Pub Date : 2009
Countries : India
Industry : Financial Management & Corporate Finance
- Jigar Shah, Director, KR Choksey (Brokerage firm)
Over the past two decades, the Indian automobile industry has grown leaps and bounds, at a Compound Annual Growth Rate (CAGR) of 9%. At present, it is the second-largest two-wheeler and fourth-largest commercial vehicle manufacturer in the world. The automotive industry in India is intensely competitive and highly fragmented, with number of players operating in more than one segment of the industry. The nature of the industry accounts for high capital expenditures and may not generate high returns on the capital invested, but over the past few years, the players in this industry have been giving high returns to shareholders and operating on negative working capital. One such dominant player in the auto industry, Bajaj Auto is experiencing negative working capital for the past 5 years and giving high returns to its shareholders. However, since the impact of working capital fluctuations depends on the nature of the industry, for how long can Bajaj Auto continue to have negative working capital?
Indian Automobile Industry: An Overview
The automobile sector is a key driver of industrial growth in the global and Indian economy. According
to the Organization International des Constructeurs d'Automobiles,s 2006, annual turnover of the
global auto industry is around $5.09 trillion, which is equivalent to the sixth largest economy in the
world.2 Moreover, the industry is an indirect contributor to several other sectors of the economy and it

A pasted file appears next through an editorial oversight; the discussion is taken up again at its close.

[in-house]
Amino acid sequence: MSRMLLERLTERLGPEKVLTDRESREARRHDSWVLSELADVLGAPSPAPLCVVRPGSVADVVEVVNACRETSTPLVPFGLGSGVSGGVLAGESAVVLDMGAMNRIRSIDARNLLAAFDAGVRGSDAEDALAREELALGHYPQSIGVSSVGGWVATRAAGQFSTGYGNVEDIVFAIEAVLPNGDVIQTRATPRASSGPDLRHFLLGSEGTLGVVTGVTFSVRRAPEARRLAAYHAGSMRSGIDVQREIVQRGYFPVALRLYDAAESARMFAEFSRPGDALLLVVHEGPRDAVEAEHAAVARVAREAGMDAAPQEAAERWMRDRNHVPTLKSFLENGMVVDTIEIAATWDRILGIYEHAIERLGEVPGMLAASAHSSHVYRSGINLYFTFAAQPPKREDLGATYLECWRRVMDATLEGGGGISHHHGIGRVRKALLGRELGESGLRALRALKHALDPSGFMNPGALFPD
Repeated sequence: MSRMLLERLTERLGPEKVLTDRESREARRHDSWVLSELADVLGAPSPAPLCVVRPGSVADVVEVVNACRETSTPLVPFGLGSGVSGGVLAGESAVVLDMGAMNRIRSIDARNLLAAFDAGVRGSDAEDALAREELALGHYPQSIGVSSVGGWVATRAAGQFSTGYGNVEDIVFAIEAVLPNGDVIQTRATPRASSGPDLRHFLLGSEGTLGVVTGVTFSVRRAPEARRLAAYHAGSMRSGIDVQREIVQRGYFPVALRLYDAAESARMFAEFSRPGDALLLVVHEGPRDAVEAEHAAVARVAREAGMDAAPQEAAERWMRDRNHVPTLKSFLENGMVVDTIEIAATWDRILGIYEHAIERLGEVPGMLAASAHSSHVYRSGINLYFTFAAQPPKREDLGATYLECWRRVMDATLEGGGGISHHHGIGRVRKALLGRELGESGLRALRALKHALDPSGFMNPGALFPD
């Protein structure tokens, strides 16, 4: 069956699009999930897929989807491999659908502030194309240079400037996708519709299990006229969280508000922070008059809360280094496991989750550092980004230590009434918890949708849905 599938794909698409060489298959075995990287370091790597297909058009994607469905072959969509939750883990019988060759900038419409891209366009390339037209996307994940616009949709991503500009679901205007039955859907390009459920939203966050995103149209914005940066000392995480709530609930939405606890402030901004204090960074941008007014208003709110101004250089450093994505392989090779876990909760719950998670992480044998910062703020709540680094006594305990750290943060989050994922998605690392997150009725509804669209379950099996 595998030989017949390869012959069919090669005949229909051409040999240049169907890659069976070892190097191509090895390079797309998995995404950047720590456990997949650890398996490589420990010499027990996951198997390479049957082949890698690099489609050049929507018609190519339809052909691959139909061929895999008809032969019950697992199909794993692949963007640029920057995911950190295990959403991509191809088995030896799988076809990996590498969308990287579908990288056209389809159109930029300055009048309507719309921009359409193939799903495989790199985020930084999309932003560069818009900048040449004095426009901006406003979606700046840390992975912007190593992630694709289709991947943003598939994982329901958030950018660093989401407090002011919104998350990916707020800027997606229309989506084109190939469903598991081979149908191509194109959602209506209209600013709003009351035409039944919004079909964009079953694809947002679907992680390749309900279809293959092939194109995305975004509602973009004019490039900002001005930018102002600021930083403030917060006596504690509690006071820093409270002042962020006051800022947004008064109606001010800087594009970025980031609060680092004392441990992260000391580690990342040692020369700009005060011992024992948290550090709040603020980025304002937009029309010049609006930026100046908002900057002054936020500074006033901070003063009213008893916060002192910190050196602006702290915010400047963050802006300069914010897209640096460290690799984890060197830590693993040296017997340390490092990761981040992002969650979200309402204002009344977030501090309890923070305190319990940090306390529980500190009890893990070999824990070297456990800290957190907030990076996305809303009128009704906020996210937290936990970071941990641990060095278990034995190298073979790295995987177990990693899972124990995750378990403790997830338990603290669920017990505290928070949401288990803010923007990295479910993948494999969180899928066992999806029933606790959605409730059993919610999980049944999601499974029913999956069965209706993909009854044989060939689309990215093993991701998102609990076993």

is treated as a leading economic sector. The Indian automotive industry is distinguished as a key
component and core driver of national economy. Over the decades, the industry has undergone rapid
transformation, witnessed enormous prospects and emerged as most attractive markets in the world.
During 1980s, there were very few players in the Indian automotive sector with low volumes of production, old and substandard technologies. The industry took a new dimension when Indian government de-licensed and opened up the industry to Foreign Direct Investments (FDIs) in 1993 which encouraged many global players to enter the Indian auto industry. Further, economic liberalisation reforms contributed to the robust growth of the industry. At that time, a total of 17 new ventures came up which included General Motors, Ford, Toyota, Honda, Hyundai and Fiat, resulting in rapid expansion and growth of the industry.
1]"Investing in working capital management";, http://www.financialexpress.com/news/investing-in-working-capital-management/152948/1, April 2nd2006
2]Narayanan Badri G. and Vashisht Pankaj, "Determinants of Competitiveness of the Indian Auto Industry1", http://www.icrier.org/pdf/Working%20Paper%20201_final.pdf, January 2008